Last summer (right around the time I started my blog), I read a great book by Geraldine Brooks called March. Last month, I learned Ms. Brooks had won the Pulitzer prize for fiction for this book. In talking to some other folks about this author and her award, we all agreed it was a well deserved win. But, I was one of the few who had read March. Most of the other women were commenting on the skills she demonstrated in her first fictional work, A Year of Wonders. They had concluded that based on how great that book was, March had to be equally well written and worthy of such prestigious award as the Pulitzer Prize. Well, somehow I'd missed the fact that she'd written a book before March and knew immediately what book I wanted to start reading.
The book tells the story of the village of Eyam in Derbyshire England and what its citizens did back in 1665 to prevent the spread of the Plague when it struck their village. The narration is provided by Anna, a young maid who works for the village minister and his wife.
Truly it is a fascinating story. Tragic in the numbers of citizens lost to this horrific infection. Yet, amazing in reading how the villagers made a very difficult decision to isolate themselves so as to prevent the infection from spreading to nearby communities. The faith it takes to make such a selfless decision. Well, I'm not sure I'm that strong of a person.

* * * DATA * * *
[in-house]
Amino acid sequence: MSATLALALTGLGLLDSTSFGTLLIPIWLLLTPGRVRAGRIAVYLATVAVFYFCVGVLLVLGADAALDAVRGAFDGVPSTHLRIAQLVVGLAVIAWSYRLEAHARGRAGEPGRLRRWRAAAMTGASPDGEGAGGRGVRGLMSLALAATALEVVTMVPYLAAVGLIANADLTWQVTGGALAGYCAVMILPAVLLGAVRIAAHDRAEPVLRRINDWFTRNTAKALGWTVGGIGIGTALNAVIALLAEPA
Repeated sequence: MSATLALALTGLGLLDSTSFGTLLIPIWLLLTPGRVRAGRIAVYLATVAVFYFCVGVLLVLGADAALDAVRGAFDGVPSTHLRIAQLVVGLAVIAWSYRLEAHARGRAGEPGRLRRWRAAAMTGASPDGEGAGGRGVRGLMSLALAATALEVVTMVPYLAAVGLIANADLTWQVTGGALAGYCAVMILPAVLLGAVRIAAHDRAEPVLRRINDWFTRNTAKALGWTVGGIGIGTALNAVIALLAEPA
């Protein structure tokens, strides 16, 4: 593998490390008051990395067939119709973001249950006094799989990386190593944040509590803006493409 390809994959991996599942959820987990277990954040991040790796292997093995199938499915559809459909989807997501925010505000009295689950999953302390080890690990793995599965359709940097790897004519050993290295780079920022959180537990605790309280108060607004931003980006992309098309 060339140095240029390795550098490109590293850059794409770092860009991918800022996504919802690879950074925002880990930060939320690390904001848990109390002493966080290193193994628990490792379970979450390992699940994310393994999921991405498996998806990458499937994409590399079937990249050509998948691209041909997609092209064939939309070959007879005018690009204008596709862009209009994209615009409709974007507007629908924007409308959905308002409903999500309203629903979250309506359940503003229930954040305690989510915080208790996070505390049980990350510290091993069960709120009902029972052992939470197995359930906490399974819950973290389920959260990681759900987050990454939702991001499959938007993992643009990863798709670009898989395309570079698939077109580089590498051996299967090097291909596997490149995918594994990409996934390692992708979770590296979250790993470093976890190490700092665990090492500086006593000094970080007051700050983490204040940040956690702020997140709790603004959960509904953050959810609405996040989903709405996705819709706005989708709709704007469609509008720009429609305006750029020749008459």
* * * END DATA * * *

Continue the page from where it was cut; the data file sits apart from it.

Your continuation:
The story is historically based but fiction: so the author has created characters based on what she thinks they might have done during this time. She created some very vivid characters and the story itself felt very real.
Now, who shouldn't read this book? Well, for starters, if you are a germaphobe, I suggest you skip this one. The first night after I started reading the story, I had some pretty vivid dreams. Having watched Colonial House on PBS a few summers ago, I had a pretty good idea of the harsh living conditions of the time. Toss in something as disgusting as the plague, and you've got an icky setting for a story. The author manages to describe the conditions in a simple style but the images your mind creates are very vivid.
Also, if you are not of the believing type, I don't think you'd find the book to be as interesting as I did. For the citizens to make such a decision, they relied very heavily on their belief in God and the teachings of the Bible. The author makes a fair amount of references to the worship practices of the time and if you are turned off by a religious tone to books you read, you might want to skip this book. But, to be true to that period of time in history, the author would have been wrong to not address the role that the Church played in society.
But as for the rest of you, you simply must read A Year of Wonders....You'll be wondering long after you finish the book what you would have done had you been faced with similar decision. Would you be able to continue to live when all around you is nothing but sorrow and sadness?
I'm still wondering myself....long after having finished the book